How To Photograph Tonight's Supermoon

Image: Getty

Tonight Australia will be treated with a Supermoon. This is where the moon will be at its closest proximity to the planet and will look like a big boi.

In fact, it's going to appear 30 per cent brighter and 14 per cent larger than when its farthest from the Earth.

It's going to be pretty spectacular, and we know that plenty of you will be itching to capture it on camera. So we got an astophotographer to share their best tips.

Steven Morris is an award-winning, Adelaide-based astrophotographer with an Instagram account that will make you swoon.

Although the Supermoon does start tonight, it will reach its fullest phase at 2:53am AEDT on Wednesday morning. If you're keen enough to get up to snap it, Steven's tips will help.

  • Using a tripod will dramatically improve the quality and sharpness of your moon photographs
  • If you can’t achieve autofocus then use your live view screen, zoom in on the moon using the live view screen and adjust your focus
  • Using focal lengths of 200mm or more can start to show some nice detail of the moon
  • A quick exposure of around 1/800th or faster helps with countering the earths rotation and leaves you with a nice clear image as well as using a shutter release cable or the timer function on your camera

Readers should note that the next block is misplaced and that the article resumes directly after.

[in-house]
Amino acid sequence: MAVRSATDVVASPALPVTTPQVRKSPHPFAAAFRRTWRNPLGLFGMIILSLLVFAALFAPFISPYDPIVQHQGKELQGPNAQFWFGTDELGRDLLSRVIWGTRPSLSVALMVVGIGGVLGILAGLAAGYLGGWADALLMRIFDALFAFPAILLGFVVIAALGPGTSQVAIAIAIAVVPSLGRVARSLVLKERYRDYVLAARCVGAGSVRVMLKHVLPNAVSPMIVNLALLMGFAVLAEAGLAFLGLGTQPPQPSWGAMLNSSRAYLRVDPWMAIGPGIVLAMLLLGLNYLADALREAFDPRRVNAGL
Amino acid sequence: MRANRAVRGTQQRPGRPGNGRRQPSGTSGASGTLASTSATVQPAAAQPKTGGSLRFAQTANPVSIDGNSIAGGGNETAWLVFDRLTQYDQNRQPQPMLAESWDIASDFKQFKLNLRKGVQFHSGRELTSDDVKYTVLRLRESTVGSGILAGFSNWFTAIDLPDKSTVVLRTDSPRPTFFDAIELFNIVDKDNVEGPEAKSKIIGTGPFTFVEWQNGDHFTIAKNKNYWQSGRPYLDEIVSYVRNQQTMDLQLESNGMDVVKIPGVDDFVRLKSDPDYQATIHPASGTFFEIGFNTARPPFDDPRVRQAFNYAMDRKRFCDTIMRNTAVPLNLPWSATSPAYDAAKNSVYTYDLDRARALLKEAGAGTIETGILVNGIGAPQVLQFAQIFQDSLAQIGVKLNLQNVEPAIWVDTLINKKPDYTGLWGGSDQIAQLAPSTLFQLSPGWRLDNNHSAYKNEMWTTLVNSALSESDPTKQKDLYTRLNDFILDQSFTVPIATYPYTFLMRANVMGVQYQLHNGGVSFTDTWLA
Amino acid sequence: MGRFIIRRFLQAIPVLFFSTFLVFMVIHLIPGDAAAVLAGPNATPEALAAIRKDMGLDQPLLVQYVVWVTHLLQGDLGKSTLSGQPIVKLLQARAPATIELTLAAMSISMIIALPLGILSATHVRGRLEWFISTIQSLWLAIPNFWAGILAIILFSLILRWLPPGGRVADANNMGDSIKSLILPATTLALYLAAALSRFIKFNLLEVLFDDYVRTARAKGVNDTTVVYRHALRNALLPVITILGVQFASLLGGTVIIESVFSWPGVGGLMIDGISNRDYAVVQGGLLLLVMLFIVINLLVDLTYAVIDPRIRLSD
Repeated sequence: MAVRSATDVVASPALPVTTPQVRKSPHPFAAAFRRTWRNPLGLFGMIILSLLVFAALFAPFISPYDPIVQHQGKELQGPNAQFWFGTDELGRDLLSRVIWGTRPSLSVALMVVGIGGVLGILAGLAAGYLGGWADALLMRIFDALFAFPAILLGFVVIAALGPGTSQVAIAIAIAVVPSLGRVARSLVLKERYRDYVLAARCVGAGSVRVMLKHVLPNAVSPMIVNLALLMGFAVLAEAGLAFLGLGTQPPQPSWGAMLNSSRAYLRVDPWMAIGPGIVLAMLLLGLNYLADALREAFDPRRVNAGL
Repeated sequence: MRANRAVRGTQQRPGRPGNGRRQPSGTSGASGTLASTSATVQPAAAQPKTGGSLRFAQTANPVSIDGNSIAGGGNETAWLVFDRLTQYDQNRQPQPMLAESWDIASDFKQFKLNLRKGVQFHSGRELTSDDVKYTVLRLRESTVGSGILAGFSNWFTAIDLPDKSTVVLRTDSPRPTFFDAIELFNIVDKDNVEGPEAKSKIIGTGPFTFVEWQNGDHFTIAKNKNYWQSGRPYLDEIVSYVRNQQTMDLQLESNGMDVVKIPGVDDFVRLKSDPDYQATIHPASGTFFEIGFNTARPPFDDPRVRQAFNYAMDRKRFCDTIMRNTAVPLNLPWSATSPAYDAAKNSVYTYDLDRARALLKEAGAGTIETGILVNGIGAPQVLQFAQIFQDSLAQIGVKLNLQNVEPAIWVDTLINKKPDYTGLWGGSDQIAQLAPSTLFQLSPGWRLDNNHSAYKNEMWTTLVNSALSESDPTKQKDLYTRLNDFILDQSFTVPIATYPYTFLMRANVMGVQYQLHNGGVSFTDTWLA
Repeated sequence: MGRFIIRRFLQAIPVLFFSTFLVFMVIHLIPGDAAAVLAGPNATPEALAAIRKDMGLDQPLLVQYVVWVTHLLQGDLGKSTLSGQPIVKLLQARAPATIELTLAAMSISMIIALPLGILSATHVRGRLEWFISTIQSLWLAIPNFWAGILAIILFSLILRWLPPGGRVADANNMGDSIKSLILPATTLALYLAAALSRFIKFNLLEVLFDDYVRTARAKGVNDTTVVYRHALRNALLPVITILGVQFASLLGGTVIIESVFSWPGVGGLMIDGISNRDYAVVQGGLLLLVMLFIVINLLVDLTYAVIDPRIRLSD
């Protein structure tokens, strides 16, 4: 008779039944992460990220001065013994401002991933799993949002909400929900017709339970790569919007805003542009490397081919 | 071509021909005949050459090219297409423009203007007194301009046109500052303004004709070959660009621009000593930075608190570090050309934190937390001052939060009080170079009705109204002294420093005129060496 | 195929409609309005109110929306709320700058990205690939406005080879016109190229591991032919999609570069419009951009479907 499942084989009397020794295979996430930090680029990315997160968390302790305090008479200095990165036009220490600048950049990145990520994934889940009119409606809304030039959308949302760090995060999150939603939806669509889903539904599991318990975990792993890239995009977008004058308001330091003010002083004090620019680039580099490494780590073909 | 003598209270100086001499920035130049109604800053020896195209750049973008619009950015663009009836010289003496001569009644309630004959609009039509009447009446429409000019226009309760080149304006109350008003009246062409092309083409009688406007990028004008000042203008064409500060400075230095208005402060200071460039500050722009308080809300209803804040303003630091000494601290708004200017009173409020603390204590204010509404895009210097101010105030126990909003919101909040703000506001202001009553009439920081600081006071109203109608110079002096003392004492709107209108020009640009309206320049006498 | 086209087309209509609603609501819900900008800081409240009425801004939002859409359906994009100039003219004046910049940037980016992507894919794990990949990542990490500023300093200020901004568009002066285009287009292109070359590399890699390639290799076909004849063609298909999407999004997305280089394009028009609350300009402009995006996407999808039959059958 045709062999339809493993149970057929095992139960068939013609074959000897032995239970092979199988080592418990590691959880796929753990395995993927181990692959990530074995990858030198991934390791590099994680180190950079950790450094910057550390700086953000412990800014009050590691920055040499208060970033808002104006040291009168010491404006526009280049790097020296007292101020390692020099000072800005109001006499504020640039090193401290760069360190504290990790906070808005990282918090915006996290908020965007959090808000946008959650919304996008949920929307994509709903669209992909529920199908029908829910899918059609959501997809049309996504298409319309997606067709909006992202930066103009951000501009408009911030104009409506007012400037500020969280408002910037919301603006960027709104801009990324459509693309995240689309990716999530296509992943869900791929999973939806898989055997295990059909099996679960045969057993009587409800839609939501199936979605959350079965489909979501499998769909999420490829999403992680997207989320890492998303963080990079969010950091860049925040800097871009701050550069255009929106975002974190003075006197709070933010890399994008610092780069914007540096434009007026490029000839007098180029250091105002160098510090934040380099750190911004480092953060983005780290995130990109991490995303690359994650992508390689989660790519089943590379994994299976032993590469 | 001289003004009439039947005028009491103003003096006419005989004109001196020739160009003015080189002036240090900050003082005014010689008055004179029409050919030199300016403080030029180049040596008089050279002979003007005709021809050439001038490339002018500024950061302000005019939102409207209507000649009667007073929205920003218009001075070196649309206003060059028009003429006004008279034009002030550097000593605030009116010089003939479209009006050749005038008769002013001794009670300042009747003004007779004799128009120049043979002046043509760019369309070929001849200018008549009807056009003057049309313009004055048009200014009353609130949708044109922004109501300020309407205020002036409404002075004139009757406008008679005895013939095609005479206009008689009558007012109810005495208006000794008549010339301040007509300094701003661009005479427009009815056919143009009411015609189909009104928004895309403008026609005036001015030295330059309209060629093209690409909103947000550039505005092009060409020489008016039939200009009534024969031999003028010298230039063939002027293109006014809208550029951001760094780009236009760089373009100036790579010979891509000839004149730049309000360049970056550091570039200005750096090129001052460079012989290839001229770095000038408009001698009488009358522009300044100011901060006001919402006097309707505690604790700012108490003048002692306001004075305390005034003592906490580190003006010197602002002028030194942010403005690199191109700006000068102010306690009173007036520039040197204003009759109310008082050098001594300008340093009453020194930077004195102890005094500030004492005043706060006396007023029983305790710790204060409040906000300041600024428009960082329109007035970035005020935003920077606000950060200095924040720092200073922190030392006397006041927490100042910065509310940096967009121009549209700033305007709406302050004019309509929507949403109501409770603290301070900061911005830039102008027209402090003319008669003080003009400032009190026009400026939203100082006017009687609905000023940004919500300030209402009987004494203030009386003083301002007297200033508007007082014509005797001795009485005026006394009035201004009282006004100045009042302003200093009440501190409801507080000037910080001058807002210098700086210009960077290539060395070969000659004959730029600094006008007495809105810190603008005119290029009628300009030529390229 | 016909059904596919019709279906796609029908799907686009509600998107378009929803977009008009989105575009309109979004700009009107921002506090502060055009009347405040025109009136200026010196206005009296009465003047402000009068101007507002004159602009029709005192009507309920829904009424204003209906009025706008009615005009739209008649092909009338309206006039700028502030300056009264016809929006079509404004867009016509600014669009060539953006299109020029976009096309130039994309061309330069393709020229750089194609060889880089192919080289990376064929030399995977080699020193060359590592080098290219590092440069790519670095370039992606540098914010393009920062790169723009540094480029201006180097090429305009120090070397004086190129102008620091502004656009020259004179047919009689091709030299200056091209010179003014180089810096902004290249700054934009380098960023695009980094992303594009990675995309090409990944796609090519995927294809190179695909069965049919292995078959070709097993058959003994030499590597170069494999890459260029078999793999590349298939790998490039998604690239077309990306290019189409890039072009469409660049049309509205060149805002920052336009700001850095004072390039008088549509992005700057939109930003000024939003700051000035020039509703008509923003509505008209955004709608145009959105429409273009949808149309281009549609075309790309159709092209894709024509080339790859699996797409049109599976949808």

• Apertures of around F/8 will yield some nice sharp results
  • Depending on the phase of the moon ISO may need to be increased
  • If your using long focal length lenses just keep in mind that atmospheric turbulence can reduce the sharpness of your moon images. Wait for a moment of clear seeing where the atmosphere settles down briefly or take a few photographs throughout the night and access how the look for the sharpest image

View this post on Instagram

Those frosty misty nights under the stars! It’s fair to say I was rugged up, layered up to try and keep warm. I just managed to capture my large panoramic (you may have seen it posted here) as the fog rolled in super quick. I decided to wipe the filter protecting my lens element one last time and take these two images to blend together. ———————————————————————— Nikon D810a Nikon 14-24 Haida Clear Night Filter Manfrotto 055 Tripod Manfrotto XPro Ball Head ———————————————————————— Sky - 14mm F2.8 30 seconds ISO 10,000 Foreground - 14mm F2.8 120 seconds ISO 1600 ———————————————————————— Facebook: Steven Morris Photography Website: www.stevenmorris.com.au ———————————————————————— #nikon #nikonaustralia #haida #haidafilters #longexposure_shots #nightscape #nightscapers #photooftheday #astrophotography #lake #milkywaychasers #milkyway #photography #seesouthaustralia #southaustralia #lakebonney #barmera #abcmyphoto

A post shared by Steven Morris (@stevenmorrisphotography) on

Steven Morris also teaches astrophotography workshops for Nikon, which you can check out here.

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